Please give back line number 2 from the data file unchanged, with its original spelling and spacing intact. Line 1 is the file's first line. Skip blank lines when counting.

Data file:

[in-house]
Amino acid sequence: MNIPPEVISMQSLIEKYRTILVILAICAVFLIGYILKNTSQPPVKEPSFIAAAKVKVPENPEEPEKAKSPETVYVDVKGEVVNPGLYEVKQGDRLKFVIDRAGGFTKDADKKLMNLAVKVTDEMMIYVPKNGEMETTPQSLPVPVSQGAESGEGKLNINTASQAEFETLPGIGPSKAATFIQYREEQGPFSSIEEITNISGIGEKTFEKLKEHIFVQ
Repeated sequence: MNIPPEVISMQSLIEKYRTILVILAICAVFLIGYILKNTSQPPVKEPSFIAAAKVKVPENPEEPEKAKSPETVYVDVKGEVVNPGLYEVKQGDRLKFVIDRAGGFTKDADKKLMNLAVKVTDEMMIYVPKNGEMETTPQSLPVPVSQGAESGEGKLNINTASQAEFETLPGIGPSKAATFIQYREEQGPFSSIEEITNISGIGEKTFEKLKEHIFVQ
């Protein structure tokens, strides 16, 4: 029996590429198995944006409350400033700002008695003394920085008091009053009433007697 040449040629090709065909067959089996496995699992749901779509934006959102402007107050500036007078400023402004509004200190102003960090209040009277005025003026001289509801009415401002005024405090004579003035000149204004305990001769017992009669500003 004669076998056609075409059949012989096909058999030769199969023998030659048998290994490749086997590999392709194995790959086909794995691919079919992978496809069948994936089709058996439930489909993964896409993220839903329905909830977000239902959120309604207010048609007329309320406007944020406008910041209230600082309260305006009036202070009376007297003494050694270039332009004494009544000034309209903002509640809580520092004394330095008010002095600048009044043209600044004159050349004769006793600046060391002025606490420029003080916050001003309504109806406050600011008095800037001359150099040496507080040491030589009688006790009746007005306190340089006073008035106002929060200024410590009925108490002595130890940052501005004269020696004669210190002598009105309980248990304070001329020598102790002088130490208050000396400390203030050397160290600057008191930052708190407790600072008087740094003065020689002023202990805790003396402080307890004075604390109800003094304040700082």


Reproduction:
Amino acid sequence: MNIPPEVISMQSLIEKYRTILVILAICAVFLIGYILKNTSQPPVKEPSFIAAAKVKVPENPEEPEKAKSPETVYVDVKGEVVNPGLYEVKQGDRLKFVIDRAGGFTKDADKKLMNLAVKVTDEMMIYVPKNGEMETTPQSLPVPVSQGAESGEGKLNINTASQAEFETLPGIGPSKAATFIQYREEQGPFSSIEEITNISGIGEKTFEKLKEHIFVQ